Self Employed – Paid Leave Acts

Paid Sick Leave

A self-employed individual is eligible for the credit if he or she would be entitled to receive paid sick leave under the EPSLA if the individual were an employee of an employer (other than himself or herself)

For eligible self-employed individuals who —

  1. Are subject to a federal, state, or local quarantine order related to COVID-19,
  2. Have been advised by a health care provider to self-quarantine due to concerns related to COVID-19, or
  3. Experience symptoms of COVID-19 and seek diagnosis

The qualified sick leave equivalent is capped at the lesser of $511 per day or 67% of the average daily self-employment income for the taxable year per day

An eligible self-employed individual is eligible for a paid sick leave credit if he or she:

  1. Is caring for a family member who is suffering from the coronavirus, or
  2. Is caring for a child whose school or place of care has been closed due to the coronavirus, or
  3. The individual himself or herself is experiencing any symptoms that are substantially similar to the symptoms of the coronavirus

The qualified sick leave amount is capped at the lesser of $200 per day 67% of the average daily self-employment income for the taxable year per day.  Individuals are limited to those days in which the individual is unable to work for reasons that would entitle him or her to leave under the EPSLA.

Family and Medical Leave

Eligible self-employed individuals are those who would be entitled to receive paid family leave under the EFMLEA if the individual were an employee of an employer (other than himself or herself).  The equivalent amount is capped at the lesser of $200 per day or 67% of the average daily self-employment income for the taxable year per day, including only those days that the individual would be entitled to receive paid leave under the EFMLEA

Tax credits for self employed

The Families First Coronavirus Response Act allows for self employed individuals to claim refundable tax credits equal to 100% of eligible qualified sick leave and family and medical leave.  Presumably, the tax credits will be claimed on the 2020 Form 1040, unless the IRS announces accelerated procedures to claim the credits.  Substantiation will likely be required although there is no guidance yet regarding what will be needed.  Taxpayers may be able to reduce their quarterly estimated tax payments by the amount of their eligible credit in order to effectively receive the benefit.  As more guidance is released, we will keep you informed.

Emergency Family and Medical Leave Expansion Act

Families First Coronavirus Response Act limited analysis

Two provisions which apply specifically to employees, employers and the self-employed.

  1. The Emergency Paid Sick Leave Act (EPSLA) and
  2. The Emergency Family and Medical Leave Expansion Act (EFMLEA)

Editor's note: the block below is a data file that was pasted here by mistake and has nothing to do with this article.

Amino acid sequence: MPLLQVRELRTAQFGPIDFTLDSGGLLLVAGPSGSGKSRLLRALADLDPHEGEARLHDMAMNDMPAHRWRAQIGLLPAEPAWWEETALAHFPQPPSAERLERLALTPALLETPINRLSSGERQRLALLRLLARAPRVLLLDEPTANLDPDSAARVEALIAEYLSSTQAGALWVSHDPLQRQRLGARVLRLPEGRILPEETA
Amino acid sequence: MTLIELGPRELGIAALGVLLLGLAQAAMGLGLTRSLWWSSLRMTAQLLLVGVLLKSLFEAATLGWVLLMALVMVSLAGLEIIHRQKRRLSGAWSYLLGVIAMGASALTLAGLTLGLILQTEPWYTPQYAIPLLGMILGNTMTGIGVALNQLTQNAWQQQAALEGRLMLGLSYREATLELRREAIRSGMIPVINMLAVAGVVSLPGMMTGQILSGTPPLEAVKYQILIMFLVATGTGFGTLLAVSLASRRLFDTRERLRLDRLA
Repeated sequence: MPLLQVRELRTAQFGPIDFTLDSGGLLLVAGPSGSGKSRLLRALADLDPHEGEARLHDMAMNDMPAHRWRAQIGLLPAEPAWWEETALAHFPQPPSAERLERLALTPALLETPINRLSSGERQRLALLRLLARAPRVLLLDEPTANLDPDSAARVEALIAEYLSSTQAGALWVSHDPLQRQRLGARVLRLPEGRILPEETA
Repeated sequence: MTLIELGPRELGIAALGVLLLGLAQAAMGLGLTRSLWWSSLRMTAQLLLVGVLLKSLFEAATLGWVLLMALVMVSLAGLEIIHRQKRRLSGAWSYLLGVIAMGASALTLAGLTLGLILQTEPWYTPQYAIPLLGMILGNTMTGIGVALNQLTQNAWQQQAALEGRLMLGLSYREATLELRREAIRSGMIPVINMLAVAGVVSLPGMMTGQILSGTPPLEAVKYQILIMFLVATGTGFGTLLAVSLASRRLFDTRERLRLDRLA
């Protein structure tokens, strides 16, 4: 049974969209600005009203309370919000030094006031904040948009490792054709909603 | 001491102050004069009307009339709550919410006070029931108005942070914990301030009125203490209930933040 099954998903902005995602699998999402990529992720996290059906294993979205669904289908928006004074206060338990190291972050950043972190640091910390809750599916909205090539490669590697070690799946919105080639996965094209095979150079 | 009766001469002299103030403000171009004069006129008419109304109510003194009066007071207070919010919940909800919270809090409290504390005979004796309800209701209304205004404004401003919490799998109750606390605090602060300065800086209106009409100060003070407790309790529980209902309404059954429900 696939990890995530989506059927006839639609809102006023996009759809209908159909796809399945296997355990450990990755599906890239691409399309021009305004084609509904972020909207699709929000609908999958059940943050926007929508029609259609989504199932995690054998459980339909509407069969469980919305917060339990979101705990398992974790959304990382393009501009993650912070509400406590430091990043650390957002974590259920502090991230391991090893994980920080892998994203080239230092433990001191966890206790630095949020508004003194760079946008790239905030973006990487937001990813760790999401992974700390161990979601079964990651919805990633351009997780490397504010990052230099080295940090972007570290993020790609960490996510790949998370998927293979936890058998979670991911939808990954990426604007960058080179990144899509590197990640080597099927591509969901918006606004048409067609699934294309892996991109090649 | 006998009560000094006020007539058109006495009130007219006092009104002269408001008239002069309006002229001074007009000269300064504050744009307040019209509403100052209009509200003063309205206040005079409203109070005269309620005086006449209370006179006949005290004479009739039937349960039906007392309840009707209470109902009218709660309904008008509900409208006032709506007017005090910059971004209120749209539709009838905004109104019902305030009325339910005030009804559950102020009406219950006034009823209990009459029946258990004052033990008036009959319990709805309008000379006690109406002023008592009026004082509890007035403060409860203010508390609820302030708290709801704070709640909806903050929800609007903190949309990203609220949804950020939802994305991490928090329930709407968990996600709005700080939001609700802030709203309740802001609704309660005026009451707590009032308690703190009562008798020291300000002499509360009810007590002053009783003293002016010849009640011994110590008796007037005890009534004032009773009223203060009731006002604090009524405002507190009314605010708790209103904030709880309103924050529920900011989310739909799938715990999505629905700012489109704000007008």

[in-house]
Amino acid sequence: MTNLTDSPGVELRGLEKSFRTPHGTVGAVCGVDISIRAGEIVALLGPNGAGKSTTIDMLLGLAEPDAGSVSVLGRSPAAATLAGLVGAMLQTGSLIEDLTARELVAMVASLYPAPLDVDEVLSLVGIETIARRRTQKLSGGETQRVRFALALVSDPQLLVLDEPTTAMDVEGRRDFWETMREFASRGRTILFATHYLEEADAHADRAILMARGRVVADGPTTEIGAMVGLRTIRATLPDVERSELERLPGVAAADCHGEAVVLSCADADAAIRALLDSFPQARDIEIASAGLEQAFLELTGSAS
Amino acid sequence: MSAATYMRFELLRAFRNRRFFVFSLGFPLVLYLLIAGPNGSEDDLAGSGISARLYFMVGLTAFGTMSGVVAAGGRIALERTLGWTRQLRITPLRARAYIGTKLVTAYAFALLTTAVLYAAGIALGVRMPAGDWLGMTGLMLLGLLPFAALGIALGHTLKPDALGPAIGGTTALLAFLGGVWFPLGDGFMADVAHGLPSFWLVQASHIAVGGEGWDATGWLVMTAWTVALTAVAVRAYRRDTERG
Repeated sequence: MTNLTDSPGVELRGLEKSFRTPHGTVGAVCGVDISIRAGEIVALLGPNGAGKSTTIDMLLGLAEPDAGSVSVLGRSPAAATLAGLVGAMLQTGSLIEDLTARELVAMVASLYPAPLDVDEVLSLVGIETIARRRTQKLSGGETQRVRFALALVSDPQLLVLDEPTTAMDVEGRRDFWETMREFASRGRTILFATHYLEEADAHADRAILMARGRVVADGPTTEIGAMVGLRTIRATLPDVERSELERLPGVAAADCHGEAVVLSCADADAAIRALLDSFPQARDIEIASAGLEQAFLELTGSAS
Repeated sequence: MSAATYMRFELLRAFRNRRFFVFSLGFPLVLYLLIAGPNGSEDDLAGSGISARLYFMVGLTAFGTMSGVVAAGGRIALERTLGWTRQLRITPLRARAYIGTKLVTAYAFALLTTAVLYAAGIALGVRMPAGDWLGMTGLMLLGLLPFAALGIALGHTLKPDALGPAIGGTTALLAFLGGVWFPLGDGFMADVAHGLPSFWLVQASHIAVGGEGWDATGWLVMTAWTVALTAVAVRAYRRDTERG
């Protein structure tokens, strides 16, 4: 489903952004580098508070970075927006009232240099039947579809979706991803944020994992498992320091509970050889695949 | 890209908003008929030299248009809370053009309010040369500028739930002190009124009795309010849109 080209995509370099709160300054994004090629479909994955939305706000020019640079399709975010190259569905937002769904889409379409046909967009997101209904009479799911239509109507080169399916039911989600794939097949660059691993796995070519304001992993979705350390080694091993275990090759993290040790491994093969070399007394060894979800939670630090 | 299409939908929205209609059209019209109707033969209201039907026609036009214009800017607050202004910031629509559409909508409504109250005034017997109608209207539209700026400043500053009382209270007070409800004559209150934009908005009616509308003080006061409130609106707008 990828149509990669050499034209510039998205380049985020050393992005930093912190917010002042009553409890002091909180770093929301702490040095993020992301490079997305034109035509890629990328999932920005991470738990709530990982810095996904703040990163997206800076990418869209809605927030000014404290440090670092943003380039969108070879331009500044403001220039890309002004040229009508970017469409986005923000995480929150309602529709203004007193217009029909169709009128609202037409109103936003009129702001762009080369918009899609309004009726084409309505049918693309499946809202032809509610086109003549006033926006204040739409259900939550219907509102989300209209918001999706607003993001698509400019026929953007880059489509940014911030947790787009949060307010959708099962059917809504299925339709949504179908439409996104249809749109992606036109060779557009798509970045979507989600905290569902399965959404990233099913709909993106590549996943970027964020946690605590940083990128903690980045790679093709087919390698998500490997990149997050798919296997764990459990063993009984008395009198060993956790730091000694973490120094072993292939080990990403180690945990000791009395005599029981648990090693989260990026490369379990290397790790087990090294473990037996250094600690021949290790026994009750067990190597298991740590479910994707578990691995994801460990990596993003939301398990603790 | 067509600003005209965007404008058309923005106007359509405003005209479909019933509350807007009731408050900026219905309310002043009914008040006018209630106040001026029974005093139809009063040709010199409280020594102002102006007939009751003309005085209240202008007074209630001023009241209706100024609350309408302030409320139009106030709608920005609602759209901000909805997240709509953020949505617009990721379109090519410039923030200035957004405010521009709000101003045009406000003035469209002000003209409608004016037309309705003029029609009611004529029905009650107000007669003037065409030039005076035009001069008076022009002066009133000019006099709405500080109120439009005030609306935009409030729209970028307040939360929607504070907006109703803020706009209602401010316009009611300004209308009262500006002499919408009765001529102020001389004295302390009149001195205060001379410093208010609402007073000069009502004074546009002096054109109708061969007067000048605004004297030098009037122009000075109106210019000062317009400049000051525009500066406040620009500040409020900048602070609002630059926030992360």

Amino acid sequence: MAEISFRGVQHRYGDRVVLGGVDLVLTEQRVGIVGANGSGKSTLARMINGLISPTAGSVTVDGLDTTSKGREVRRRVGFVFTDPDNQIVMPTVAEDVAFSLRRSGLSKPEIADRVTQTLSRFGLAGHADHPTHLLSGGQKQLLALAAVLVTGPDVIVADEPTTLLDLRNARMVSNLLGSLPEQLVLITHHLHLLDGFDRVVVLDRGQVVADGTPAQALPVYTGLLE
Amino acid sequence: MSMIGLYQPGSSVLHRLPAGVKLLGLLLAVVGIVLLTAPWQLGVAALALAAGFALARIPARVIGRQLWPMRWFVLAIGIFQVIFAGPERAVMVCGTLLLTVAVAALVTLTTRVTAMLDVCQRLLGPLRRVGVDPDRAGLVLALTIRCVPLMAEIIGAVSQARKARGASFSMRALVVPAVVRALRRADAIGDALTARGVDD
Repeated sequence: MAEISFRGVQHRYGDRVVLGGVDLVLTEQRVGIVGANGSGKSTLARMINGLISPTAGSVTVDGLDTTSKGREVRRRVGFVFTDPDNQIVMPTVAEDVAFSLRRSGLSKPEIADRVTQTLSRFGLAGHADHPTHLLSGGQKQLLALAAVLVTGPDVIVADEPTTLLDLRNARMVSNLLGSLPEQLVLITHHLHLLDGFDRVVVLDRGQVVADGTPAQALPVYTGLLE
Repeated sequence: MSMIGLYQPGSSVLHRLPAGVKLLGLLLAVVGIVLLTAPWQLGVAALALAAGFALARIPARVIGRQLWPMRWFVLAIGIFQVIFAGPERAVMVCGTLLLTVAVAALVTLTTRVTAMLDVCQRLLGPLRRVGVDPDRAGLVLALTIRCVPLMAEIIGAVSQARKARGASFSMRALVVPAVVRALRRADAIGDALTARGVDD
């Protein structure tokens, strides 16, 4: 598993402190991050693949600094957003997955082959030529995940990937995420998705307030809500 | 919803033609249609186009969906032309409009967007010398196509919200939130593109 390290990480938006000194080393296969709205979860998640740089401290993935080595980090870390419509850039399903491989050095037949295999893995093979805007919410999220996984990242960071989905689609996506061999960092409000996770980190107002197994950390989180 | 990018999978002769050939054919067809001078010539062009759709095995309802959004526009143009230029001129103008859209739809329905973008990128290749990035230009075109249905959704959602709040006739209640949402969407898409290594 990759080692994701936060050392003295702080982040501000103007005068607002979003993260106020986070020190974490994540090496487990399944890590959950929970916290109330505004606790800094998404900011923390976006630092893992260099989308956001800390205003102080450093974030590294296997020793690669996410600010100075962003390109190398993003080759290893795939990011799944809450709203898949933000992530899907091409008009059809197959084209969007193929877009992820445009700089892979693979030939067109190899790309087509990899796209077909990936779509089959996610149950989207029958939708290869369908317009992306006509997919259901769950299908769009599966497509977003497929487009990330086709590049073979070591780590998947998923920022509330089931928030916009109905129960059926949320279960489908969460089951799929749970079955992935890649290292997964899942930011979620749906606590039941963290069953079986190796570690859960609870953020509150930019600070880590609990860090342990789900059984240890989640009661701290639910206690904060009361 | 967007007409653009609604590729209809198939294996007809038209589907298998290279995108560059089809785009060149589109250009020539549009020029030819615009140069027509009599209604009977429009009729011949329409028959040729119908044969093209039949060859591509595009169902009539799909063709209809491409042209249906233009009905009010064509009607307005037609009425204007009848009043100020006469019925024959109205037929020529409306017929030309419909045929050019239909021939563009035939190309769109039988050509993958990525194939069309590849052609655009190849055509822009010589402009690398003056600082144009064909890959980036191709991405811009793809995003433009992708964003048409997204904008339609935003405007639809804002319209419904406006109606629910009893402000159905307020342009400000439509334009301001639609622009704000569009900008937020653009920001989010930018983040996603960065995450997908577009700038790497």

Emergency Family and Medical Leave Expansion Act

Effective 4/2/2020, EFMLEA requires employers with fewer than 500 employees to provide employees with up to 12 weeks of leave for a “qualifying need related to a public health emergency” and to return the employee to work at the end of the leave.  A qualifying need means that an employee is unable to work or telework because the employee needs leave to care for a son or daughter under the age of 18 whose school or place of care has closed or whose childcare provider is unavailable, because of an emergency with respect to COVID-19 declared by a federal, state, or local authority.  Eligible employees must have worked for a minimum of 30 days with the employer.

Under the EFMLEA, the first 10 days of the employee’s leave may consist of unpaid leave, however, an employee may choose to substitute any accrued paid leave such as vacation, personal, medical, or sick leave for such unpaid leave.  Or, if an employee qualifies for both this (the EFMLEA) and Emergency Paid Sick Leave, the employee may use the Emergency Paid Sick Leave during the first 10 days of the EFMLEA leave that would normally be unpaid.

Following the 10-day grace period an employer must provide paid leave to the employee for each additional day of leave.  The rate of pay for such paid leave is calculated based on a rate of not less than two-thirds of the employee’s regular rate of pay and the number of hours the employee would otherwise normally be scheduled to work but is capped for each employee at two-thirds of regular pay rate up to $200 per day or $10,000 in the aggregate per employee.

EFMLEA tax credits

Employers paying family and medical leave wages under the EFMLEA may claim a 100% refundable credit against the employer’s share of payroll tax for each employee, limited to two-thirds of regular pay rate up to $200 per day up to a total of $10,000 per employee plus a pro rata share of the employer’s qualified health plan expenses.  This credit will be claimed on quarterly payroll tax returns Form 941.  It remains to be seen if employers can reduce their normal federal tax deposits for the amount of the credit or if they will be able to request an accelerated credit refund in lieu of the payroll tax credit.  We expect the IRS to release guidance on this shortly.